Since the conflict escalated in March the UK has issued 37 arms export licences for arms transfers to Saudi Arabia. The government has declined to tell parliament the details of these deals, Guardian reports.
In December, the UK government adopted in law the UN’s arms trade treaty, which binds governments to stop arms transfers if there is a risk of breaches of international humanitarian law or human rights law.
There is ample and credible evidence that invaders to Yemen have failed to distinguish adequately between combatants and civilians.
The UK boasts that it has “one of the most rigorous and transparent export control regimes in the world”. If this really is the case, the government needs to immediately suspend all arms transfers to the conflict and launch an investigation into how these weapons have been used.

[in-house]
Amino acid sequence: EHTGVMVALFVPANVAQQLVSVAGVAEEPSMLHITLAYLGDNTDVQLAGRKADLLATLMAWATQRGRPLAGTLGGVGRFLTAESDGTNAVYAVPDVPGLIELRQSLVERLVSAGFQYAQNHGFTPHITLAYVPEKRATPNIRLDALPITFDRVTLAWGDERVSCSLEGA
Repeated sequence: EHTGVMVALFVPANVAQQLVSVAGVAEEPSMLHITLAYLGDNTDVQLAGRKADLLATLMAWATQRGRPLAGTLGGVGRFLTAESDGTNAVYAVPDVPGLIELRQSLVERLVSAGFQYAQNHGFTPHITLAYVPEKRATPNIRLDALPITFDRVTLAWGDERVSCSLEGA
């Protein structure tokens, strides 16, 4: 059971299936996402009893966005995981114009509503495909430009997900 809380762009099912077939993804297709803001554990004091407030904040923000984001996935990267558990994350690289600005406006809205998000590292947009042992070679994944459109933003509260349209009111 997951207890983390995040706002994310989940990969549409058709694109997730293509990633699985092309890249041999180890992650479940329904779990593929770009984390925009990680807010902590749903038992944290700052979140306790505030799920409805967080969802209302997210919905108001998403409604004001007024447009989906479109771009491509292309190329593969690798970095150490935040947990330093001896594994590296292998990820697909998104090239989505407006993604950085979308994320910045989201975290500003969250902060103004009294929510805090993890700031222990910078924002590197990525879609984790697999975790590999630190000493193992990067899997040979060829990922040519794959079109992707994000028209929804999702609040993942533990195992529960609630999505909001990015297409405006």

You’re right to say that “there must be a preparedness to name, shame and restrain those who are conducting atrocities against civilians in Yemen”. These catastrophic onslaughts, which arguably employ starvation as a weapon, leave no doubt that efforts to impose restraint must be the priority.
The suffering of civilians dictates that the US must stem its supplies of arms to Saudi Arabia, and in particular take any measures that will lead to a cessation of the Saudi bombing campaign, which is inflicting such terrible bloodshed on non-combatants.
The UK also appears to be complicit. Saudi Arabia is Britain’s biggest weapons exports customer. In July, defence minister Frederick Curzon said Britain had provided the country with technical support and precision-guided weapons, and confirmed the presence of British personnel at the Saudi and coalition air and maritime headquarters.
At the same time, how cockeyed it is that, the UK having approved £4bn worth of weapons sales to Riyadh in the five years to May 2015, an unspecified number of Britons are based in Bahrain, according to a statement later in July by armed forces minister Penny Mordaunt.